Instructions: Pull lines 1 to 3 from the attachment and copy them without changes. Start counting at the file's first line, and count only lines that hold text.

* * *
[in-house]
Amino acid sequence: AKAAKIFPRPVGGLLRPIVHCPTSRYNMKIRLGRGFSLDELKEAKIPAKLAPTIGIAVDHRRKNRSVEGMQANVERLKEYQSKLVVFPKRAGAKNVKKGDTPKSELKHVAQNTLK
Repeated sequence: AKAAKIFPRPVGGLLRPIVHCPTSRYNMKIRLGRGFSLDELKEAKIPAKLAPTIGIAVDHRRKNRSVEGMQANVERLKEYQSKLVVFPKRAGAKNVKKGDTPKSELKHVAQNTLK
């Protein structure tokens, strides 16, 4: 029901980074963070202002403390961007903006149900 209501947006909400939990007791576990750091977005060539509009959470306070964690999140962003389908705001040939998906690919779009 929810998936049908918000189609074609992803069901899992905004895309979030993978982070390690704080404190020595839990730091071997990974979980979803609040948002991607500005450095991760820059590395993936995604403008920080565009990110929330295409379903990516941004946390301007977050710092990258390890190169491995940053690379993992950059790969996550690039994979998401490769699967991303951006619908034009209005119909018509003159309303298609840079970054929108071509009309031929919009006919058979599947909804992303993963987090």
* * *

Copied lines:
[in-house]
Amino acid sequence: AKAAKIFPRPVGGLLRPIVHCPTSRYNMKIRLGRGFSLDELKEAKIPAKLAPTIGIAVDHRRKNRSVEGMQANVERLKEYQSKLVVFPKRAGAKNVKKGDTPKSELKHVAQNTLK
Repeated sequence: AKAAKIFPRPVGGLLRPIVHCPTSRYNMKIRLGRGFSLDELKEAKIPAKLAPTIGIAVDHRRKNRSVEGMQANVERLKEYQSKLVVFPKRAGAKNVKKGDTPKSELKHVAQNTLK